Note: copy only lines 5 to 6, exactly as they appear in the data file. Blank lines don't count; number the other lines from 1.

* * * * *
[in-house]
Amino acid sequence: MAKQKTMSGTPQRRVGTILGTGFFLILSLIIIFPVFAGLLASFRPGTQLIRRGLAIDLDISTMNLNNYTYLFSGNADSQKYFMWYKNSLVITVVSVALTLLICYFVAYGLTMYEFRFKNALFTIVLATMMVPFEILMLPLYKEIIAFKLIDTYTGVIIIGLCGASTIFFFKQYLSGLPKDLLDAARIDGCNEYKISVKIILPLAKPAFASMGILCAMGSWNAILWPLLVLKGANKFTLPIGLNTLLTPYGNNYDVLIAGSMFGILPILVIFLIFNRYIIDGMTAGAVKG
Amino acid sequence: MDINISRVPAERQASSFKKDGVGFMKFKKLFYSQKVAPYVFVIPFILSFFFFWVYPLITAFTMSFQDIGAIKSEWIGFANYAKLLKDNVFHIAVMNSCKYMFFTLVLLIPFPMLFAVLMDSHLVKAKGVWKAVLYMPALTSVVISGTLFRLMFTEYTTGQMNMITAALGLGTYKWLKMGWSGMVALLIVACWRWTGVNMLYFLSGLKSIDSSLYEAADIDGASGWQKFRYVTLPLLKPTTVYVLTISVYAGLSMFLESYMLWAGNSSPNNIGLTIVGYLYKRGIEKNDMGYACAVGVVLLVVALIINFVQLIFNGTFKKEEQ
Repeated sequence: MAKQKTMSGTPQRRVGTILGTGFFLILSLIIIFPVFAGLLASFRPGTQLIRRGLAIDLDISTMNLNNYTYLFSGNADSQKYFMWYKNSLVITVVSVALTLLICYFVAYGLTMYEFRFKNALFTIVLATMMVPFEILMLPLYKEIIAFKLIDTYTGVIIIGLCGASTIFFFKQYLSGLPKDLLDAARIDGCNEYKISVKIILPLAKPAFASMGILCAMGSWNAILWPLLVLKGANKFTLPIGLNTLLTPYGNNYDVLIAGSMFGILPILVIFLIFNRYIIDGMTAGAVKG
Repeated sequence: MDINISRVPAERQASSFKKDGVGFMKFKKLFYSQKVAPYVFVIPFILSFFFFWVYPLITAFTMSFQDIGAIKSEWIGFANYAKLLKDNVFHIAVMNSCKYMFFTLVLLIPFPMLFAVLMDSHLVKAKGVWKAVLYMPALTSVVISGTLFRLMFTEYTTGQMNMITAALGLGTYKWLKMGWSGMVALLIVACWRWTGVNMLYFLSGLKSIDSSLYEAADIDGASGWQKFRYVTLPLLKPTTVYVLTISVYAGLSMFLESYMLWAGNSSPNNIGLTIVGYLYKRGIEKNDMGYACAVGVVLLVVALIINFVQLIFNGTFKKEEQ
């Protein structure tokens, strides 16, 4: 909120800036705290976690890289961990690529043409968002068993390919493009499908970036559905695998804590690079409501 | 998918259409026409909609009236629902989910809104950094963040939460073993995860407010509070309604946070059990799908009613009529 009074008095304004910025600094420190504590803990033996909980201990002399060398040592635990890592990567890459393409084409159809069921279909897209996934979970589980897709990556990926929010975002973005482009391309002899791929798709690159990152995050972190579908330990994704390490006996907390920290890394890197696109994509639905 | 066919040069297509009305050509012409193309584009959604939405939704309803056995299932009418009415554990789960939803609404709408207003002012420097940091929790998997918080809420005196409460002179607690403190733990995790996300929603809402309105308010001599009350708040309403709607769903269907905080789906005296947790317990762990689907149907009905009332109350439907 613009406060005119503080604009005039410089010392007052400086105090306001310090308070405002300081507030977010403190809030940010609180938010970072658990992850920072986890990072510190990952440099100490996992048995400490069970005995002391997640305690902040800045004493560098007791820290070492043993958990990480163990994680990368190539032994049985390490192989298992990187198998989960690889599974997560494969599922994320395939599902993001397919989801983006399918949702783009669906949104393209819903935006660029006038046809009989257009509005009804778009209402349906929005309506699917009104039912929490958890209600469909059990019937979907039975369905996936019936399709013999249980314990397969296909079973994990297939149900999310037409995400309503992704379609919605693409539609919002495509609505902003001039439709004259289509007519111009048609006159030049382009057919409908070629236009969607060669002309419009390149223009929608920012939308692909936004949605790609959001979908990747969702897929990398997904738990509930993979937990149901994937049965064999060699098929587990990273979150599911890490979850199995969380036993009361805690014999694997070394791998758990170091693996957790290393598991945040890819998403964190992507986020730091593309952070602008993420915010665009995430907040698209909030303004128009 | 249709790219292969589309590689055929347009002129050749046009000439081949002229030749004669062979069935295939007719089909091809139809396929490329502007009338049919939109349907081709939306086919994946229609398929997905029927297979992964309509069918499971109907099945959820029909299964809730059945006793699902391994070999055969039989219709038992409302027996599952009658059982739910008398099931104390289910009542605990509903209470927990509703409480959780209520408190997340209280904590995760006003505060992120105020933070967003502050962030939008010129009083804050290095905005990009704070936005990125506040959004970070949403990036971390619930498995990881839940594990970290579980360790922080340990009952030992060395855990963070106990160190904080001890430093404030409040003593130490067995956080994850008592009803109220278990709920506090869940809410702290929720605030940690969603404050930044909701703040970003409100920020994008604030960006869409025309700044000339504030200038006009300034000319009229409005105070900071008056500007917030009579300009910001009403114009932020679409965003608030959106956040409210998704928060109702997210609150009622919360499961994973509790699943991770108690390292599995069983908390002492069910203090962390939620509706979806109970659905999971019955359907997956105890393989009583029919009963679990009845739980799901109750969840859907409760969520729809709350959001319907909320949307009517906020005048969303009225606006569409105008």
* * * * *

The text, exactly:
Repeated sequence: MDINISRVPAERQASSFKKDGVGFMKFKKLFYSQKVAPYVFVIPFILSFFFFWVYPLITAFTMSFQDIGAIKSEWIGFANYAKLLKDNVFHIAVMNSCKYMFFTLVLLIPFPMLFAVLMDSHLVKAKGVWKAVLYMPALTSVVISGTLFRLMFTEYTTGQMNMITAALGLGTYKWLKMGWSGMVALLIVACWRWTGVNMLYFLSGLKSIDSSLYEAADIDGASGWQKFRYVTLPLLKPTTVYVLTISVYAGLSMFLESYMLWAGNSSPNNIGLTIVGYLYKRGIEKNDMGYACAVGVVLLVVALIINFVQLIFNGTFKKEEQ
């Protein structure tokens, strides 16, 4: 909120800036705290976690890289961990690529043409968002068993390919493009499908970036559905695998804590690079409501 | 998918259409026409909609009236629902989910809104950094963040939460073993995860407010509070309604946070059990799908009613009529 009074008095304004910025600094420190504590803990033996909980201990002399060398040592635990890592990567890459393409084409159809069921279909897209996934979970589980897709990556990926929010975002973005482009391309002899791929798709690159990152995050972190579908330990994704390490006996907390920290890394890197696109994509639905 | 066919040069297509009305050509012409193309584009959604939405939704309803056995299932009418009415554990789960939803609404709408207003002012420097940091929790998997918080809420005196409460002179607690403190733990995790996300929603809402309105308010001599009350708040309403709607769903269907905080789906005296947790317990762990689907149907009905009332109350439907 613009406060005119503080604009005039410089010392007052400086105090306001310090308070405002300081507030977010403190809030940010609180938010970072658990992850920072986890990072510190990952440099100490996992048995400490069970005995002391997640305690902040800045004493560098007791820290070492043993958990990480163990994680990368190539032994049985390490192989298992990187198998989960690889599974997560494969599922994320395939599902993001397919989801983006399918949702783009669906949104393209819903935006660029006038046809009989257009509005009804778009209402349906929005309506699917009104039912929490958890209600469909059990019937979907039975369905996936019936399709013999249980314990397969296909079973994990297939149900999310037409995400309503992704379609919605693409539609919002495509609505902003001039439709004259289509007519111009048609006159030049382009057919409908070629236009969607060669002309419009390149223009929608920012939308692909936004949605790609959001979908990747969702897929990398997904738990509930993979937990149901994937049965064999060699098929587990990273979150599911890490979850199995969380036993009361805690014999694997070394791998758990170091693996957790290393598991945040890819998403964190992507986020730091593309952070602008993420915010665009995430907040698209909030303004128009 | 249709790219292969589309590689055929347009002129050749046009000439081949002229030749004669062979069935295939007719089909091809139809396929490329502007009338049919939109349907081709939306086919994946229609398929997905029927297979992964309509069918499971109907099945959820029909299964809730059945006793699902391994070999055969039989219709038992409302027996599952009658059982739910008398099931104390289910009542605990509903209470927990509703409480959780209520408190997340209280904590995760006003505060992120105020933070967003502050962030939008010129009083804050290095905005990009704070936005990125506040959004970070949403990036971390619930498995990881839940594990970290579980360790922080340990009952030992060395855990963070106990160190904080001890430093404030409040003593130490067995956080994850008592009803109220278990709920506090869940809410702290929720605030940690969603404050930044909701703040970003409100920020994008604030960006869409025309700044000339504030200038006009300034000319009229409005105070900071008056500007917030009579300009910001009403114009932020679409965003608030959106956040409210998704928060109702997210609150009622919360499961994973509790699943991770108690390292599995069983908390002492069910203090962390939620509706979806109970659905999971019955359907997956105890393989009583029919009963679990009845739980799901109750969840859907409760969520729809709350959001319907909320949307009517906020005048969303009225606006569409105008």